Amina S. McIntyre (Fellow) is an Atlanta-based playwright whose productions and readings include: Actor’s Express, Atlanta History Museum, job title Playwrights, Lenoir-Rhyne University, Out of Hand Theater and The Blue Series (nominated for the 2019 Taurean Award for Excellence in Theatre) and Vanguard Repertory Theater (Suzi Bass Award winner). She holds a BA in Anthropology from Colby College, an MA in African American and African Diaspora Studies from Indiana University, an MA in Creative Writing (Playwriting) from the Spalding University and a Masters in Theological Studies from Emory University. She was a Playwright Apprentice at Horizon Theater Company, Executive Director of Karibu Performing Arts, 2014-2016 Atlanta Area Youth Ambassador for the Playwrights Guild, Co-Producer of WeReckon: A Southern Chronicle and the City’s Office of Cultural Affairs from Atlanta 2014-2015 Emerging Theater Artist. McIntyre is currently a co-founder of the Hush Harbor Lab and is a doctoral student in religion at Vanderbilt University.

Melissa McKnight (aka Graceful Honeybee) (associate) is one of those bohemians looking for multiple creative outlets you may have heard of. His performing and visual arts foundation was established in his hometown of Miami, Florida, and his immediate family’s move to Tulsa, Oklahoma at age 9 cemented his sense of irony! Since graduating from the University of Oklahoma in 2010, she has worked as a backing vocalist, sang in the award-winning Sweet Adelines Show Chorus, and worked as an organizer on barack obamain 2012. She began performing as a stand-up comedian six years ago and hosted The Moth storySLAM in Nashville from May 2019 to December 2020. Her work highlights the absurdity and wonder of meta-modernist life. In addition to inspiring others to think critically about their existence in a society where few benefit from the suffering of many, she hopes to see the stories she writes come to life on stage.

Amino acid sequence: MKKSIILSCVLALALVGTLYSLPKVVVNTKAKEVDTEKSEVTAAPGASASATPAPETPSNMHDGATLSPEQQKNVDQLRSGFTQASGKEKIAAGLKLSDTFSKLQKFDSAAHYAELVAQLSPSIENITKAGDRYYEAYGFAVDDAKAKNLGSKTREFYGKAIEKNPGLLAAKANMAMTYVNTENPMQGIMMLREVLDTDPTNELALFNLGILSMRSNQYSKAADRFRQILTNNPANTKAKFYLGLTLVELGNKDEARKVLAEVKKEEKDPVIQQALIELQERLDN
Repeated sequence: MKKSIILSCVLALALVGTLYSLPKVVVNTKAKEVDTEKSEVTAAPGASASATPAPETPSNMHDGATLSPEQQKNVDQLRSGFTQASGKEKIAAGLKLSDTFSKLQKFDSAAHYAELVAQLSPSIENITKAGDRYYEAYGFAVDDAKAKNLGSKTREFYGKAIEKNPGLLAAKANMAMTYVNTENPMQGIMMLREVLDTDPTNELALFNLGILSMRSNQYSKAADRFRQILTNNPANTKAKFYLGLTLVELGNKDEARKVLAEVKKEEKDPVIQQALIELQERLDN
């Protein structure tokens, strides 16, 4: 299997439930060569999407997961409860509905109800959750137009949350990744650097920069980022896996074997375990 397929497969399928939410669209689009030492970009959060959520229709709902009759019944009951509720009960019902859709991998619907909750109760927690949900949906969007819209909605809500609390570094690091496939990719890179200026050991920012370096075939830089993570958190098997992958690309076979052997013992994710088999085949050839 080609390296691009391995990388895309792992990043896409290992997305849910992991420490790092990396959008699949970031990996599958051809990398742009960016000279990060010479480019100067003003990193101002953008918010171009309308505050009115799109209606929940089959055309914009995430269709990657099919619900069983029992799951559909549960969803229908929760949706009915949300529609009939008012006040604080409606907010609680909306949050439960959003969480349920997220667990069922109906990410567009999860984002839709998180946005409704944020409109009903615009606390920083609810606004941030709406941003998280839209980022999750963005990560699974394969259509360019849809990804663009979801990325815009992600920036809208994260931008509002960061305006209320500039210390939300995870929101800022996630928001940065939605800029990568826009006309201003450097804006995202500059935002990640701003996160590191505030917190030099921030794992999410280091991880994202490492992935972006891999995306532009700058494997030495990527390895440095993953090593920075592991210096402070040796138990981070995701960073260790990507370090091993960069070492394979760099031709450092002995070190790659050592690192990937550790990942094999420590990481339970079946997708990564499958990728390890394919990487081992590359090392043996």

René Millán (scholar) The son of Mexican immigrants, René Millán was born and raised in San Diego, California, the youngest of five boys. Millán attended the prestigious Professional Actor Training Program at the University of Washington in Seattle where he designed two plays dealing with immigration, ethnic identity and social justice. The basis of his studies and his inspiration for the plays designed is the Suzuki method of acting training; a physical mode used to build a bridge between mind, body and spirit – a method he teaches and developed. René has lived and worked in New York and Los Angeles where he has performed on Broadway, Off Broadway, in film and on television. He has also performed in plays at major regional theaters across the country, including the Guthrie, Forum Mark Taper, La Jolla Playhouse, and Yale Rep where he also received a Beinecke Visiting Scholar Fellowship to teach Suzuki-inspired movement and play. He was a core member of the Oregon Shakespeare Festival’s acting company for seven seasons. Throughout his career, he has designed and collaborated on theatrical works combining movement, text and multimedia platforms. He teaches acting at Millán Acting Studio and is based in Nashville, TN, where he also directs and performs. He has a performance and film based on artist Martín Ramírez in the works. He lives with his wife and three children.

Christan Riley (Partner) was born and raised in Nashville, TN. She attended Fisk University where she performed as a Jubilee singer and enjoyed her enrollment at HBCU as a Spanish major. From painting and playing the piano to writing sketches, dancing and acting, Christan has loved all things arts since she was a child. She has been affiliated with Dream 7 Theater Productions for 20 years and operates as Youth Director and Board Secretary. She has written several plays and is currently co-writing a musical on The Original Fisk Jubilee singers courtesy of a Metro Arts Thrive Partnership Grant with Dream 7/ARTS “Acting and writing are really part of my passion. I know I walk with a purpose, because I LOVE doing the work!” She is a loving wife and mother of 4 children. She feels blessed to be able to pursue her passions from home.Tennessee Playwrights Studio Announces 2022 Fellows and Associates